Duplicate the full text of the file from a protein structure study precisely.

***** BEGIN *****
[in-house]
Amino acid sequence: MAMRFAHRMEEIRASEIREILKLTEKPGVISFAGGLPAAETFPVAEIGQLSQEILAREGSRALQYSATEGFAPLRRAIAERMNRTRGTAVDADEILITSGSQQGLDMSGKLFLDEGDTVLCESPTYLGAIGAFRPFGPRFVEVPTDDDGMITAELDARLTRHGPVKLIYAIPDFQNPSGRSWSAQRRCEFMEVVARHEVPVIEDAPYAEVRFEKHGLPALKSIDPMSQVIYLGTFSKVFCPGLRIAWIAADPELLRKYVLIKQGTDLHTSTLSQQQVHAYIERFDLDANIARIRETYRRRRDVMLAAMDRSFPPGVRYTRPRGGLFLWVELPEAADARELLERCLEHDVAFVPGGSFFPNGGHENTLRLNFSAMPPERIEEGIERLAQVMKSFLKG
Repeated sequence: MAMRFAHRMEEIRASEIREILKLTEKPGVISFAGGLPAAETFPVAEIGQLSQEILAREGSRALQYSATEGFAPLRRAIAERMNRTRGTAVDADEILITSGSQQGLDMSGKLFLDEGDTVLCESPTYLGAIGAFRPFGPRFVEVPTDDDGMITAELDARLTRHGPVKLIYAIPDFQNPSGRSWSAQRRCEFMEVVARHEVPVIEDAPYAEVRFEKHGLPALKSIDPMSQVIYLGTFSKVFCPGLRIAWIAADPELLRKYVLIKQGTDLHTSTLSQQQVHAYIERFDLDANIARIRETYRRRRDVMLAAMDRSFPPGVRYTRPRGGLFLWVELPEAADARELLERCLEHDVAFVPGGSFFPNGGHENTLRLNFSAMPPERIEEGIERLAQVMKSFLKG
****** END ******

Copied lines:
[in-house]
Amino acid sequence: MAMRFAHRMEEIRASEIREILKLTEKPGVISFAGGLPAAETFPVAEIGQLSQEILAREGSRALQYSATEGFAPLRRAIAERMNRTRGTAVDADEILITSGSQQGLDMSGKLFLDEGDTVLCESPTYLGAIGAFRPFGPRFVEVPTDDDGMITAELDARLTRHGPVKLIYAIPDFQNPSGRSWSAQRRCEFMEVVARHEVPVIEDAPYAEVRFEKHGLPALKSIDPMSQVIYLGTFSKVFCPGLRIAWIAADPELLRKYVLIKQGTDLHTSTLSQQQVHAYIERFDLDANIARIRETYRRRRDVMLAAMDRSFPPGVRYTRPRGGLFLWVELPEAADARELLERCLEHDVAFVPGGSFFPNGGHENTLRLNFSAMPPERIEEGIERLAQVMKSFLKG
Repeated sequence: MAMRFAHRMEEIRASEIREILKLTEKPGVISFAGGLPAAETFPVAEIGQLSQEILAREGSRALQYSATEGFAPLRRAIAERMNRTRGTAVDADEILITSGSQQGLDMSGKLFLDEGDTVLCESPTYLGAIGAFRPFGPRFVEVPTDDDGMITAELDARLTRHGPVKLIYAIPDFQNPSGRSWSAQRRCEFMEVVARHEVPVIEDAPYAEVRFEKHGLPALKSIDPMSQVIYLGTFSKVFCPGLRIAWIAADPELLRKYVLIKQGTDLHTSTLSQQQVHAYIERFDLDANIARIRETYRRRRDVMLAAMDRSFPPGVRYTRPRGGLFLWVELPEAADARELLERCLEHDVAFVPGGSFFPNGGHENTLRLNFSAMPPERIEEGIERLAQVMKSFLKG